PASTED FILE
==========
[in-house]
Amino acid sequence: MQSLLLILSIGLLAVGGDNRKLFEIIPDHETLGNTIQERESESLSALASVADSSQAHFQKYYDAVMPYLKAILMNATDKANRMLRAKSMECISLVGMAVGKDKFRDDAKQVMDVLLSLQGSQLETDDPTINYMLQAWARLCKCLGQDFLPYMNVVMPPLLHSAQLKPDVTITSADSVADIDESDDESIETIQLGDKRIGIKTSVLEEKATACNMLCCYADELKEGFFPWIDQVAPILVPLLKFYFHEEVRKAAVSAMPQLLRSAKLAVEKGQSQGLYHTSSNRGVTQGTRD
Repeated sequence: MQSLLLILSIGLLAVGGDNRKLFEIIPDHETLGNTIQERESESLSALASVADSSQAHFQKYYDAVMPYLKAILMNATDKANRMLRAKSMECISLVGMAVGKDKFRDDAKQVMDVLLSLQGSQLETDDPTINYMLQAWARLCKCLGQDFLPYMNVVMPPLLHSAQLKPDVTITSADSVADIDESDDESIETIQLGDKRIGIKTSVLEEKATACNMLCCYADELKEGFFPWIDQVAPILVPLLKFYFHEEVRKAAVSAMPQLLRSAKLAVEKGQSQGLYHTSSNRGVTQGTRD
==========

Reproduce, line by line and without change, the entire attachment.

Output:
[in-house]
Amino acid sequence: MQSLLLILSIGLLAVGGDNRKLFEIIPDHETLGNTIQERESESLSALASVADSSQAHFQKYYDAVMPYLKAILMNATDKANRMLRAKSMECISLVGMAVGKDKFRDDAKQVMDVLLSLQGSQLETDDPTINYMLQAWARLCKCLGQDFLPYMNVVMPPLLHSAQLKPDVTITSADSVADIDESDDESIETIQLGDKRIGIKTSVLEEKATACNMLCCYADELKEGFFPWIDQVAPILVPLLKFYFHEEVRKAAVSAMPQLLRSAKLAVEKGQSQGLYHTSSNRGVTQGTRD
Repeated sequence: MQSLLLILSIGLLAVGGDNRKLFEIIPDHETLGNTIQERESESLSALASVADSSQAHFQKYYDAVMPYLKAILMNATDKANRMLRAKSMECISLVGMAVGKDKFRDDAKQVMDVLLSLQGSQLETDDPTINYMLQAWARLCKCLGQDFLPYMNVVMPPLLHSAQLKPDVTITSADSVADIDESDDESIETIQLGDKRIGIKTSVLEEKATACNMLCCYADELKEGFFPWIDQVAPILVPLLKFYFHEEVRKAAVSAMPQLLRSAKLAVEKGQSQGLYHTSSNRGVTQGTRD